131. But if thou shut up thy Soul in the Body and abuse it, and say, I
understand nothing, I can do nothing, I am afraid of the Sea, I cannot
climb up into Heaven, I know not who I am, I cannot tell what I shall be;
what hast thou to do with God; for thou canst understand none of those
Fair and Good things; be a lover of the Body, and Evil.
132. For it is the greatest evil, not to know God.
133. But to be able to know and to will, and to hope, is the straight
way, and Divine way, proper to the Good; and it will everywhere meet thee,
and everywhere be seen of thee, plain and easy, when thou dost not expect
or look for it; it will meet thee, waking, sleeping, sailing, travelling,
by night, by day, when thou speakest, and when thou keepest silence.
134. For there is nothing which is not the Image of God.
135. And yet thou sayest, God is invisible, but be advised, for who is
more manifest than He.
136. For therefore hath he made all things, that thou by all things
mayest see him.
137. This is the Good of God, this is his Virtue, to appear, and to be
seen in all things.
138. There is nothing invisible, no, not of those things that are
139. The Mind is seen in Understanding, and God is seen in doing or
140. Let these things thus far forth, be made manifest unto thee, O
141. Understand in like manner, all other things by thy self, and thou
shalt not be deceived.
1. The Mind, O Tat, is of the very
Essence of God, if yet there be any Essence of God.
2. What kind of Essence that is, he alone knows himself exactly.
3. The Mind therefore is not cut off, or divided from the essentiality
of God, but united as the light of the sun.
4. And this mind in men, is God, and therefore are some men Divine, and
their Humanity is near Divinity.
5. For the good Demon called the Gods immortal men, and men mortal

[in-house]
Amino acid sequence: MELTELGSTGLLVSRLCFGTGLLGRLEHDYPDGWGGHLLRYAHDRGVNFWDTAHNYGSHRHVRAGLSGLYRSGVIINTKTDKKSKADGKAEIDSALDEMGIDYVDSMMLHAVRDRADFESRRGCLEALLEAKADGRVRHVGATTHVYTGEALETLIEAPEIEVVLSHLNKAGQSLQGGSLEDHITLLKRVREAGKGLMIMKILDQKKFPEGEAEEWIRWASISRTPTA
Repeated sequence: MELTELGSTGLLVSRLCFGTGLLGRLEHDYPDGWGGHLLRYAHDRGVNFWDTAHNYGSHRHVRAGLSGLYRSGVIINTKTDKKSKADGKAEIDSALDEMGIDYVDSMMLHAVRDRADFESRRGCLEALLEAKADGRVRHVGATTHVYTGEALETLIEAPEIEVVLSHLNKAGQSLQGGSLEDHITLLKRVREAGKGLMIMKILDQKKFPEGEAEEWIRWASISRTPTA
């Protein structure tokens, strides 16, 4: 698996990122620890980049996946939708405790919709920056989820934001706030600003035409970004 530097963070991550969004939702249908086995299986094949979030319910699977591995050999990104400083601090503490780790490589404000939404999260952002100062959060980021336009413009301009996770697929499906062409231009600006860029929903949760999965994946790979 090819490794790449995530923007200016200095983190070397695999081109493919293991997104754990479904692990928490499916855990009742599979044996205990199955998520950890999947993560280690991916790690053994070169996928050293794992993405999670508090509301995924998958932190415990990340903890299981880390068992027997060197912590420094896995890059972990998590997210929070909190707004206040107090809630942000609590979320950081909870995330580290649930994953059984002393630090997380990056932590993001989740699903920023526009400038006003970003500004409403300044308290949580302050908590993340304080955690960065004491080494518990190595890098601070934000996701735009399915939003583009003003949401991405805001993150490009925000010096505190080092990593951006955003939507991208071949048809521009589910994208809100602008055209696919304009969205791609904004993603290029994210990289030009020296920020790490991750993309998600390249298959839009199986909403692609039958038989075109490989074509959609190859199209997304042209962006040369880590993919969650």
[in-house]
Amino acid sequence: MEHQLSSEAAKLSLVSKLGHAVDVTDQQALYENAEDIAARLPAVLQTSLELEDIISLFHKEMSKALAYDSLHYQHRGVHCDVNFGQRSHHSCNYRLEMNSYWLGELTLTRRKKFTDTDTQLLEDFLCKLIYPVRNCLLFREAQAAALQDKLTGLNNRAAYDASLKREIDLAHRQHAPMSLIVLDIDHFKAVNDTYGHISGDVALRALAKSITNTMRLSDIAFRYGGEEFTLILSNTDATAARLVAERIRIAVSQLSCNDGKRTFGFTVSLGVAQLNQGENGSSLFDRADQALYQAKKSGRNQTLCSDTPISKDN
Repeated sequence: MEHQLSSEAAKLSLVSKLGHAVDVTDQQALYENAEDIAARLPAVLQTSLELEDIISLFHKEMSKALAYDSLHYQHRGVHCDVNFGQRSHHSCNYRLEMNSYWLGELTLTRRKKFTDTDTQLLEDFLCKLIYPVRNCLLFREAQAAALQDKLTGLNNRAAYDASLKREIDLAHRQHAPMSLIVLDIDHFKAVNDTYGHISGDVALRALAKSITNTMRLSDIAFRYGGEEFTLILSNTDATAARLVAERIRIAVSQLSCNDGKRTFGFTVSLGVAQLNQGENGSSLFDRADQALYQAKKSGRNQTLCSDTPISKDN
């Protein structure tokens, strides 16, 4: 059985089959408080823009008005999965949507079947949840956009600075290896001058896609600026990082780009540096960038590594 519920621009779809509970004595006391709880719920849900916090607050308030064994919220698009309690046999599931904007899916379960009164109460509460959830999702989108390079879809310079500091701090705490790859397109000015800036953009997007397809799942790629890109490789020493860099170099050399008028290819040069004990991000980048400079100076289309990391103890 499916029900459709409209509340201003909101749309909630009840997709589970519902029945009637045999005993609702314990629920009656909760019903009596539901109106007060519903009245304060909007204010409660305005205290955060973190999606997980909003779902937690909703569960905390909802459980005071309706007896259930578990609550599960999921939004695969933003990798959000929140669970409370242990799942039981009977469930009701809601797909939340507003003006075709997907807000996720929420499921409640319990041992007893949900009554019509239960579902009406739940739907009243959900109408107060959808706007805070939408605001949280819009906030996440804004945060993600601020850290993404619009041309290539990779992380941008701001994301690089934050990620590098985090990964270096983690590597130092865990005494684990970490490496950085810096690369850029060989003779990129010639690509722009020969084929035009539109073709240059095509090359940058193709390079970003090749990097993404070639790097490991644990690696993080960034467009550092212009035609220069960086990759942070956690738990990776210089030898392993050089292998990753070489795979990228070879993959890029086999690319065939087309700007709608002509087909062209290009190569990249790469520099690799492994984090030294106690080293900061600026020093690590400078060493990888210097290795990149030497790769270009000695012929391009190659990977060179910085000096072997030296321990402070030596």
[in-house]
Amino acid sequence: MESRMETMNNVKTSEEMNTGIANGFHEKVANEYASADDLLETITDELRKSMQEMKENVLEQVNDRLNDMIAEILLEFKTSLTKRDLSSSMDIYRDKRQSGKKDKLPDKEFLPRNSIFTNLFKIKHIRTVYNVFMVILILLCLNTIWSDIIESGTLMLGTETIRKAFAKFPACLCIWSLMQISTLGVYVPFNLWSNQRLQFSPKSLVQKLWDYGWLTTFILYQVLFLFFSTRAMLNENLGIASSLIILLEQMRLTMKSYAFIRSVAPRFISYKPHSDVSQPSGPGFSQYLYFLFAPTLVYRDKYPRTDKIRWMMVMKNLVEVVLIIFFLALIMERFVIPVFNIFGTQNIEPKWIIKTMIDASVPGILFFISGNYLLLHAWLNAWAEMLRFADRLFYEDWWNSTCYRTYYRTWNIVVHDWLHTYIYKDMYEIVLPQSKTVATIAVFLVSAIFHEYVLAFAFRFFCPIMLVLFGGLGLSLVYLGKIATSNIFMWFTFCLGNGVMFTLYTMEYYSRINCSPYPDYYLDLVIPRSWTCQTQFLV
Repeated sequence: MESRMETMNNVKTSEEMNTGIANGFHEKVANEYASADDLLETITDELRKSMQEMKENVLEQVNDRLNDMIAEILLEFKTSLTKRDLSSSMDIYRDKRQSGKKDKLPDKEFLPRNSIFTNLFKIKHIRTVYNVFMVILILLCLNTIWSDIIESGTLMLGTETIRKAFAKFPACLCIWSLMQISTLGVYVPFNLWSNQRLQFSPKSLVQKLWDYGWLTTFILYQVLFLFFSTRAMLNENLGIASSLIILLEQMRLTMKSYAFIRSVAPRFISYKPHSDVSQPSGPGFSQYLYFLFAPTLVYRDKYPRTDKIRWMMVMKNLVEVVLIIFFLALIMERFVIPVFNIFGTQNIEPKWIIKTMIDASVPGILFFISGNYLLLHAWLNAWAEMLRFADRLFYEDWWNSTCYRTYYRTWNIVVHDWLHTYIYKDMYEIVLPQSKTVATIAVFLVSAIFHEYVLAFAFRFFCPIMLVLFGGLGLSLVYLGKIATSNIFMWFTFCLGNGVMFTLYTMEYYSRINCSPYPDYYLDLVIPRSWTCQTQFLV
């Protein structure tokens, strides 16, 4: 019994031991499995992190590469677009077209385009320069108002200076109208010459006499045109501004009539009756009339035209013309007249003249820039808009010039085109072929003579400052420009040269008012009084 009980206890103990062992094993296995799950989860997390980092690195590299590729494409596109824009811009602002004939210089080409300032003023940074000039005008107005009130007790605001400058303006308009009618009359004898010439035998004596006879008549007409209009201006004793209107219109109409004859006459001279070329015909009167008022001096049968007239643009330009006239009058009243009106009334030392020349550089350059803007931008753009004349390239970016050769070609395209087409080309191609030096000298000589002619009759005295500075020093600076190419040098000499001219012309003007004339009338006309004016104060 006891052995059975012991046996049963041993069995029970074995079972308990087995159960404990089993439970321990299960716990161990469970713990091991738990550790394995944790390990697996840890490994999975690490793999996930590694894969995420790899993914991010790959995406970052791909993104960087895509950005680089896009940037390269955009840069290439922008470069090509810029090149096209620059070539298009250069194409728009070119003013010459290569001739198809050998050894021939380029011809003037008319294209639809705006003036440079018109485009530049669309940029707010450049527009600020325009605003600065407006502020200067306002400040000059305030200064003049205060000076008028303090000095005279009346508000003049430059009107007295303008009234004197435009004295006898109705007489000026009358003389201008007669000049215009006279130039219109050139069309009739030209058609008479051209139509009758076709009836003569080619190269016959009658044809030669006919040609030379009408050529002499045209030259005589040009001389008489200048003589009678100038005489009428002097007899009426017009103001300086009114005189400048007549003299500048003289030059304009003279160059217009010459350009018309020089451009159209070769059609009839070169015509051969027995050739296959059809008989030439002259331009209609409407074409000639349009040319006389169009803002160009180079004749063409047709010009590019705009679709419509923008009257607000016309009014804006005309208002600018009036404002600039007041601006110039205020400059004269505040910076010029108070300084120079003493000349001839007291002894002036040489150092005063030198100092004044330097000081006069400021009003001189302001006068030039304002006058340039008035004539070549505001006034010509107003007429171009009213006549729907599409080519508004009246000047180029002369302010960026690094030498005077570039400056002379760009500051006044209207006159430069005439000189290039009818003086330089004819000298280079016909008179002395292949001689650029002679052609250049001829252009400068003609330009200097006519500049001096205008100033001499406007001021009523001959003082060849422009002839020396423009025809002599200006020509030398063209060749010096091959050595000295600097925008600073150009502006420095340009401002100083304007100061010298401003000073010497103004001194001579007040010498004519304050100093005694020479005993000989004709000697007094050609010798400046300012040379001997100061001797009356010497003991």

6. But in the brute Beasts, or unreasonable living wights, the Mind is
7. For where there is a Soul, there is the Mind, as where there is
Life, there is also a Soul.
8. In living Creatures therefore, that are without Reason, the Soul is
Life, void of the operations of the Mind.
9. For the Mind is the Benefactor of the Souls of men, and worketh to
the proper Good.
10. And in unreasonable things it co-operateth with the Nature of
everyone of them, but in men it worketh against their Natures.
11. For the Soul being in the Body, is straightway made Evil by Sorrow,
and Grief and Pleasure or Delight.
12. For Grief and Pleasure flow like Juices from the compound Body,
whereinto, when the Soul entereth, or descendeth, she is moistened and
tincted with them.
13. As many Souls therefore, as the Mind governeth or overruleth, to
them it shows its own Light, resisting their prepossessions or
14. As a good Physician grieveth the Body, prepossessed of a disease,
by burning or lancing it for health's sake.
15. After the same manner also, the Mind grieveth the Soul, by drawing
it out of Pleasure, from whence every disease of the Soul proceedeth.
16. But the great Disease of the Soul is Atheism because that opinion
followeth to all Evil and no Good.
17. Therefore the Mind resisting it procureth Good to the Soul, as a
Physician health to the Body.
18. But as many Souls of Men, as do not admit or entertain the Mind for
their Governor, do suffer the same thing that the Soul of unreasonable
19. For the Soul being a Co-operator with them, permits or leaves them
to their concupiscences, whereunto they are carried by the torrent of
their Appetite, and so tend to brutishness.
20. And as Brute Beasts, they are angry without reason, and they desire
without reason, and never cease, nor are satisfied with evil.
21. For unreasonable Angers and Desires, are the most exceeding Evils.
22. And therefore hath God set the Mind over these, as a Revenger and
Reprover of them.
23. Tat. Here, O Father, that discourse of Fate or Destiny which thou
madest to me, is in danger to be overthrown; For if it be fatal for any
man to commit Adultery or Sacrilege or do any evil, he is punished also,
though he of necessity do the work of Fate or Destiny.
24. Hermes. All things, O Son, are the work of Fate, and without it,
can no bodily thing, either Good or Evil, be done.
25. For it is decreed by Fate, that he that cloth any evil, should also
suffer for it.
26. And therefore he cloth it, that he may suffer that which he
suffereth, because he did it.
27. But for the present let alone that speech, concerning Evil and
Fate, for at other times we have spoken of it.
28. Now our discourse is about the Mind, and what it can do, and how it
differs, and is in men such a one, but in brute Beasts changed